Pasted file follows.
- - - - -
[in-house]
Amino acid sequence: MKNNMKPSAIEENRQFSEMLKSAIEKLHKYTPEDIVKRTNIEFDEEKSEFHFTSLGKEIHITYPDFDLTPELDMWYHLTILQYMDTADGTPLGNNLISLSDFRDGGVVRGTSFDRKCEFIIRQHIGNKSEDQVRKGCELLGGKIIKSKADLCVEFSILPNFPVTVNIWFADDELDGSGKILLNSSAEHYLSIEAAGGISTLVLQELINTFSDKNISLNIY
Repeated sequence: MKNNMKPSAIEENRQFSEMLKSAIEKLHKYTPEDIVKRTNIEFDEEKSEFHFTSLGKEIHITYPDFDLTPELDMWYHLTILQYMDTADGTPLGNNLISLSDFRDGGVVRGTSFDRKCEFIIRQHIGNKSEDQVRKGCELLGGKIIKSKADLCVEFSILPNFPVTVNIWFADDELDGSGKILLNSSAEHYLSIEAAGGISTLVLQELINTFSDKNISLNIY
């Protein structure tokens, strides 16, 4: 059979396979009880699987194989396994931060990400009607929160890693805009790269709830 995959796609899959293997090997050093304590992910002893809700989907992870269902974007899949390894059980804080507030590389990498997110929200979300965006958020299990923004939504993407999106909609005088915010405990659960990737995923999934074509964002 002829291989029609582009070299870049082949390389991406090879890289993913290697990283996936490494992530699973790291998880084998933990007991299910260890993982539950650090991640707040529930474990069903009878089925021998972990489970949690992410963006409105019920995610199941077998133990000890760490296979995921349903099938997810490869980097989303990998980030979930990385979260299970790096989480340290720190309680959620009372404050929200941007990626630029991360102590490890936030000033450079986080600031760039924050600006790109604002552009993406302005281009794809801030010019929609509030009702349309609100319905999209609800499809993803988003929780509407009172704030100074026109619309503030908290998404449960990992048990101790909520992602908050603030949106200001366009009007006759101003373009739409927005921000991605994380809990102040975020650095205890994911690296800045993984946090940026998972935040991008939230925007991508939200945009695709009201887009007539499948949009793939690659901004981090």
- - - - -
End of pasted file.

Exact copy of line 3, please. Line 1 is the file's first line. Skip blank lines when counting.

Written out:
Repeated sequence: MKNNMKPSAIEENRQFSEMLKSAIEKLHKYTPEDIVKRTNIEFDEEKSEFHFTSLGKEIHITYPDFDLTPELDMWYHLTILQYMDTADGTPLGNNLISLSDFRDGGVVRGTSFDRKCEFIIRQHIGNKSEDQVRKGCELLGGKIIKSKADLCVEFSILPNFPVTVNIWFADDELDGSGKILLNSSAEHYLSIEAAGGISTLVLQELINTFSDKNISLNIY